Monday, February 23, 2015

In Determining § 101 Validity Under Alice, Steps of Combination Patent May Not be “Filtered Out”

The court denied defendant's motion for summary judgment that one of plaintiff's medication monitoring patents was invalid for lack of patentable subject matter and rejected defendant’s argument that certain steps should be “filtered out” of the § 101 analysis. “[Defendant] argues that the comparative step must be filtered out of the analysis when looking at a combination patent, because it is either a ‘known method’ or ‘an unpatentable . . . process.’ But there is nothing in [Alice Corporation v. CLS Bank International, 134 S. Ct. 2347 (2014)] suggesting that any steps are ‘filtered out’ when considering a combination patent. . . . When looking at a combination patent, what courts most want to know is: who would have thought to combine the known elements in the first place and why? . . . When, as here, [defendant] is asking the court to infer that the combination of elements is conventional, it must supply some evidence to convince the trier of fact to accept its version of events. . . . Given that Alice now expressly requires that courts look at patented elements in combination when assessing inventive concept (as did Mayo), the concern of hindsight bias has as much relevance to a § 101 challenge as it does a § 103 challenge.”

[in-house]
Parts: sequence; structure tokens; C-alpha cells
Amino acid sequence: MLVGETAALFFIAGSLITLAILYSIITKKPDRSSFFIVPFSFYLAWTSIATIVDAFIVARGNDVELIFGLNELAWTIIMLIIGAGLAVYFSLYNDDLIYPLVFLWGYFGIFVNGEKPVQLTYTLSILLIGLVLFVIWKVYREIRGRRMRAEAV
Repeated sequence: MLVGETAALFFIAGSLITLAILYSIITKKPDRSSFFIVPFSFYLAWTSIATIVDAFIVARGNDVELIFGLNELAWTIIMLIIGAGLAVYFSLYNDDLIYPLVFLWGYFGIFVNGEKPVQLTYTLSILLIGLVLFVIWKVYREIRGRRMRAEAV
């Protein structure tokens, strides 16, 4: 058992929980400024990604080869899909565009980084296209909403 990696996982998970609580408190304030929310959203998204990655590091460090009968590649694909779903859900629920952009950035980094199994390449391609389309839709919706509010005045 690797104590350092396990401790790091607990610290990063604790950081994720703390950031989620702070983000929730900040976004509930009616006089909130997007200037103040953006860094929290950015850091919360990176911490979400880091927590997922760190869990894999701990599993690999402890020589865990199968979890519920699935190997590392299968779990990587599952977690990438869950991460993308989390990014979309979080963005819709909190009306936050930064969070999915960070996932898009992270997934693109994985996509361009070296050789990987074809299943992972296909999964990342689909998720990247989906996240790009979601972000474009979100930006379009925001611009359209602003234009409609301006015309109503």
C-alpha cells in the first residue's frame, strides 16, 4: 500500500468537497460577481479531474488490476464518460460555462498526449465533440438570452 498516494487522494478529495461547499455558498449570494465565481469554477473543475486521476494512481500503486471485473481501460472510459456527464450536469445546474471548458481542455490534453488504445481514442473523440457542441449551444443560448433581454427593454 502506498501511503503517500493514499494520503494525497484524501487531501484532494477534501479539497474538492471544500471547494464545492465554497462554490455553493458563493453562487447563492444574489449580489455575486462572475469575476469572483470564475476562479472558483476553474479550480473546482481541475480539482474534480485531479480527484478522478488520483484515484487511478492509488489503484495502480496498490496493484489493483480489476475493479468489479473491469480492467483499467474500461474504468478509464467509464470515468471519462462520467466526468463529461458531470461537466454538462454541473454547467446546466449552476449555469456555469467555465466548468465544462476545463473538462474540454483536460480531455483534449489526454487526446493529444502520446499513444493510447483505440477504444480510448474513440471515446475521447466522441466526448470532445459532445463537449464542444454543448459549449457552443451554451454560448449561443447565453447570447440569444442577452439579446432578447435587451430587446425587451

Ameritox, Ltd. v. Millennium Health, LLC, 3-13-cv-00832 (WIWD February 19, 2015, Order) (Conley, J.)

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